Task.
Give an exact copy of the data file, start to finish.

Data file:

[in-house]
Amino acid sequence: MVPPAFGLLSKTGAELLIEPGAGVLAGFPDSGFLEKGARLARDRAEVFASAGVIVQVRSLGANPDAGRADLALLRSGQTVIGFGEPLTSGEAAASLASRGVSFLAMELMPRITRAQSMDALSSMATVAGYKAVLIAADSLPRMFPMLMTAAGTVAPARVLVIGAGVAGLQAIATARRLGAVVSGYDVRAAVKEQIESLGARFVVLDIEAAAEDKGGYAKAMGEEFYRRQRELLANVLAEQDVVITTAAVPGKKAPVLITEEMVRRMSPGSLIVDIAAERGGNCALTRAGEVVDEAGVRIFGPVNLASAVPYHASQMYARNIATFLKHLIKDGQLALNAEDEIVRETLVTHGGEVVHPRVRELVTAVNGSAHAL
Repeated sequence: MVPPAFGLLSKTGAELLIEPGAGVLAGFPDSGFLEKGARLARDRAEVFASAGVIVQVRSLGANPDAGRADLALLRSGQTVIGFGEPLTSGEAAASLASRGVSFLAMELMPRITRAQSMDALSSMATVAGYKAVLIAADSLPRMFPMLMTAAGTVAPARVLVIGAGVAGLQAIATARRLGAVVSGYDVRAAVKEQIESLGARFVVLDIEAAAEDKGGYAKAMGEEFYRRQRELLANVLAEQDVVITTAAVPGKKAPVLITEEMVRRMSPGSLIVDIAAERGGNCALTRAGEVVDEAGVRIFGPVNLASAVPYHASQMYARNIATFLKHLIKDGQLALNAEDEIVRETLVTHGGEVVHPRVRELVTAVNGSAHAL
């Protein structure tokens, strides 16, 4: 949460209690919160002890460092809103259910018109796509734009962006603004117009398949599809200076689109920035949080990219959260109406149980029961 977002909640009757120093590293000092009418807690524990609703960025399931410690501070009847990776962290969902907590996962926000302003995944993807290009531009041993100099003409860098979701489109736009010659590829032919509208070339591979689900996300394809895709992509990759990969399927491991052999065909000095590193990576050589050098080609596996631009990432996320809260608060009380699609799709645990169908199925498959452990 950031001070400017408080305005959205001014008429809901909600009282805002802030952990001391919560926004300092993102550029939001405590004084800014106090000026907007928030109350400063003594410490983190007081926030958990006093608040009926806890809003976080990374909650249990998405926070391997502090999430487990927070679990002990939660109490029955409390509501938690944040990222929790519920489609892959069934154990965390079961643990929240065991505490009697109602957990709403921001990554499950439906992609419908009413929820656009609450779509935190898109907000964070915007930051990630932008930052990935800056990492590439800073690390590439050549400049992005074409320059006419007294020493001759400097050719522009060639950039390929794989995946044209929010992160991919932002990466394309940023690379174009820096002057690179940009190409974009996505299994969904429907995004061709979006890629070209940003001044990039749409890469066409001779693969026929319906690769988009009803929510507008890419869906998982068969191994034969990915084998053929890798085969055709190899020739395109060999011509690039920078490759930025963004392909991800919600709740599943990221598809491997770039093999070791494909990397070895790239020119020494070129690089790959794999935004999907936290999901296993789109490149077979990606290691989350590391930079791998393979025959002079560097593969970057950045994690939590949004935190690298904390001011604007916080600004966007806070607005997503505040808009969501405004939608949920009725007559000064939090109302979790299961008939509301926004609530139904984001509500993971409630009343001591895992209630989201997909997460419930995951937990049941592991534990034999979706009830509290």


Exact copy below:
[in-house]
Amino acid sequence: MVPPAFGLLSKTGAELLIEPGAGVLAGFPDSGFLEKGARLARDRAEVFASAGVIVQVRSLGANPDAGRADLALLRSGQTVIGFGEPLTSGEAAASLASRGVSFLAMELMPRITRAQSMDALSSMATVAGYKAVLIAADSLPRMFPMLMTAAGTVAPARVLVIGAGVAGLQAIATARRLGAVVSGYDVRAAVKEQIESLGARFVVLDIEAAAEDKGGYAKAMGEEFYRRQRELLANVLAEQDVVITTAAVPGKKAPVLITEEMVRRMSPGSLIVDIAAERGGNCALTRAGEVVDEAGVRIFGPVNLASAVPYHASQMYARNIATFLKHLIKDGQLALNAEDEIVRETLVTHGGEVVHPRVRELVTAVNGSAHAL
Repeated sequence: MVPPAFGLLSKTGAELLIEPGAGVLAGFPDSGFLEKGARLARDRAEVFASAGVIVQVRSLGANPDAGRADLALLRSGQTVIGFGEPLTSGEAAASLASRGVSFLAMELMPRITRAQSMDALSSMATVAGYKAVLIAADSLPRMFPMLMTAAGTVAPARVLVIGAGVAGLQAIATARRLGAVVSGYDVRAAVKEQIESLGARFVVLDIEAAAEDKGGYAKAMGEEFYRRQRELLANVLAEQDVVITTAAVPGKKAPVLITEEMVRRMSPGSLIVDIAAERGGNCALTRAGEVVDEAGVRIFGPVNLASAVPYHASQMYARNIATFLKHLIKDGQLALNAEDEIVRETLVTHGGEVVHPRVRELVTAVNGSAHAL
């Protein structure tokens, strides 16, 4: 949460209690919160002890460092809103259910018109796509734009962006603004117009398949599809200076689109920035949080990219959260109406149980029961 977002909640009757120093590293000092009418807690524990609703960025399931410690501070009847990776962290969902907590996962926000302003995944993807290009531009041993100099003409860098979701489109736009010659590829032919509208070339591979689900996300394809895709992509990759990969399927491991052999065909000095590193990576050589050098080609596996631009990432996320809260608060009380699609799709645990169908199925498959452990 950031001070400017408080305005959205001014008429809901909600009282805002802030952990001391919560926004300092993102550029939001405590004084800014106090000026907007928030109350400063003594410490983190007081926030958990006093608040009926806890809003976080990374909650249990998405926070391997502090999430487990927070679990002990939660109490029955409390509501938690944040990222929790519920489609892959069934154990965390079961643990929240065991505490009697109602957990709403921001990554499950439906992609419908009413929820656009609450779509935190898109907000964070915007930051990630932008930052990935800056990492590439800073690390590439050549400049992005074409320059006419007294020493001759400097050719522009060639950039390929794989995946044209929010992160991919932002990466394309940023690379174009820096002057690179940009190409974009996505299994969904429907995004061709979006890629070209940003001044990039749409890469066409001779693969026929319906690769988009009803929510507008890419869906998982068969191994034969990915084998053929890798085969055709190899020739395109060999011509690039920078490759930025963004392909991800919600709740599943990221598809491997770039093999070791494909990397070895790239020119020494070129690089790959794999935004999907936290999901296993789109490149077979990606290691989350590391930079791998393979025959002079560097593969970057950045994690939590949004935190690298904390001011604007916080600004966007806070607005997503505040808009969501405004939608949920009725007559000064939090109302979790299961008939509301926004609530139904984001509500993971409630009343001591895992209630989201997909997460419930995951937990049941592991534990034999979706009830509290």